I thought one way to clear up the ruins of our language would be to simply fall silent, the way we had done together under the red light, the way we did after she screamed into that clearing. But somehow even in silence there seems to be a speaker and a listener, one who imposes the silence and one who merely obeys or observes. So the possibility is still open for storytelling. One just has to squint one’s ears, so to speak, and allow the story to be pulled out of the silence. Then, like a slide, one can follow it down.

Anyway, the last party. I struck up a conversation with this tall, dark-haired girl. She looked out of place and I guess that’s the kind of thing I sympathize with. It turned out she didn’t go to our school and had just come to visit a hometown boy she had been dating for a few months. When she arrived at his room, she found it was locked. She knocked for a few minutes until he came to the door, disheveled and confused. Not about to calmly accept what was going on, she pushed in past him. Then she saw that the window by his bed was wide open, the curtains softly swaying in the breeze. And the air was thick with it.

“I love the red light,” she said breathlessly, leaning over the coffee table.

“Me too,” I said, leaning over after her. We were a real community of believers.

Emily was with someone else that night. I knew this because someone had gone to her window, noticed a crack in the blinds and looked through it.

I jolted myself out of bed and ran down the stairs to her room. I pulled at the doorknob—locked—and banged on the door until my fists started to scream. It was futile. Someone noticed what I was doing and wanted to know what was wrong, why I had made my fingers bleed. It was the new girl. After I explained, I asked if she wanted to come back to my room and talk. She asked, dazed, if mine was the room with the red light. I said yes, it was, and we went up the stairs.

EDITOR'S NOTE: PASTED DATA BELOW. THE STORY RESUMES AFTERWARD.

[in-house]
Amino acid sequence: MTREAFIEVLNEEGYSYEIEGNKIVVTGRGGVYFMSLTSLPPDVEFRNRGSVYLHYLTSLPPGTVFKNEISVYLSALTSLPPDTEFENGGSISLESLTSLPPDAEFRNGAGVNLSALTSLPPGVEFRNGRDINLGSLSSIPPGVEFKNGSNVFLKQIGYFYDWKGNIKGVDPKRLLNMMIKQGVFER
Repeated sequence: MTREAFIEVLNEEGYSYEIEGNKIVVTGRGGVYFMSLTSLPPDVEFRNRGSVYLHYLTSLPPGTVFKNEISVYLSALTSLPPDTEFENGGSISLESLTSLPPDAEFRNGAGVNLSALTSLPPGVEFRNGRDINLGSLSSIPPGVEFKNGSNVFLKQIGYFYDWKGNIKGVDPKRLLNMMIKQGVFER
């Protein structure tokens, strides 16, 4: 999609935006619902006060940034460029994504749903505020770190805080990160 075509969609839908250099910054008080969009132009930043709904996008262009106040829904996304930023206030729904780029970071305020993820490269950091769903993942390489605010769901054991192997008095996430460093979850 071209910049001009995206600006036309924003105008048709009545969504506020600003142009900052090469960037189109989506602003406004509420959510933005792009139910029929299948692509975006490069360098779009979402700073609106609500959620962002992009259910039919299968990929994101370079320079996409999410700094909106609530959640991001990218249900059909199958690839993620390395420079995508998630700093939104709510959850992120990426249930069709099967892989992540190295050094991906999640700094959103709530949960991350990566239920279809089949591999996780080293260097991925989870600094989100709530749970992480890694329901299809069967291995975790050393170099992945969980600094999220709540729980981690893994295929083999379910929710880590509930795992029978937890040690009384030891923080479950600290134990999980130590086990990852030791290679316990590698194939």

After we had sex I asked her if she knew the story of Job. She didn’t. Job had lost everything that he held dear in life, I told her. Job’s friends came over, saw him despondent, and tried to justify his misfortune for him. They tried to tell him that his suffering must have been some kind of punishment for his sins, that he should repent and pray for mercy. Job argues with his friends, says he is a righteous man, and cannot believe God would be so cruel to such a righteous man. “Whence, then, cometh wisdom? And where is the place of understanding?” Someone named Elihu chimes in. “If you do sin,” he asks, “how does that affect Him? Your wickedness only affects humans like yourself, your righteousness only other people.” That’s when God appears. He tells Job he’s right, and that everything his friends said was wrong. That there is no meaning in catastrophe.

“You knew Arthur Flowers, didn’t you?” the dark-haired girl asked.

Desire not the night, when people vanish in their place.

I woke up with a headache in the middle of the night. I left the new girl in my bed and went downstairs to try and explain, apologize, make things right. I told myself to tell her that I understood that she didn’t feel well. I did not. But that was what I should have said to her long ago: “I understand everything, that is what makes us special. We understand each other. These trials are nothing.”

The door to her room was ajar. I nudged it open slowly. There were no posters, no clothes, no sheets on the bed, just one thing. It was an old, thin hardcover from which the jacket had been long ago removed. The initials A. F. carved into the front. The title page reading The Red Light. The inscription reading For E. No sign of her at all.

The room was terribly cold. Someone had left the window open.


Jan-Erik Asplund

Jan-Erik Asplund lives in Brooklyn. His work has appeared or is forthcoming in The Potomac, The Bad Version and The Silo.

Image credit: Shavar Ross on Flickr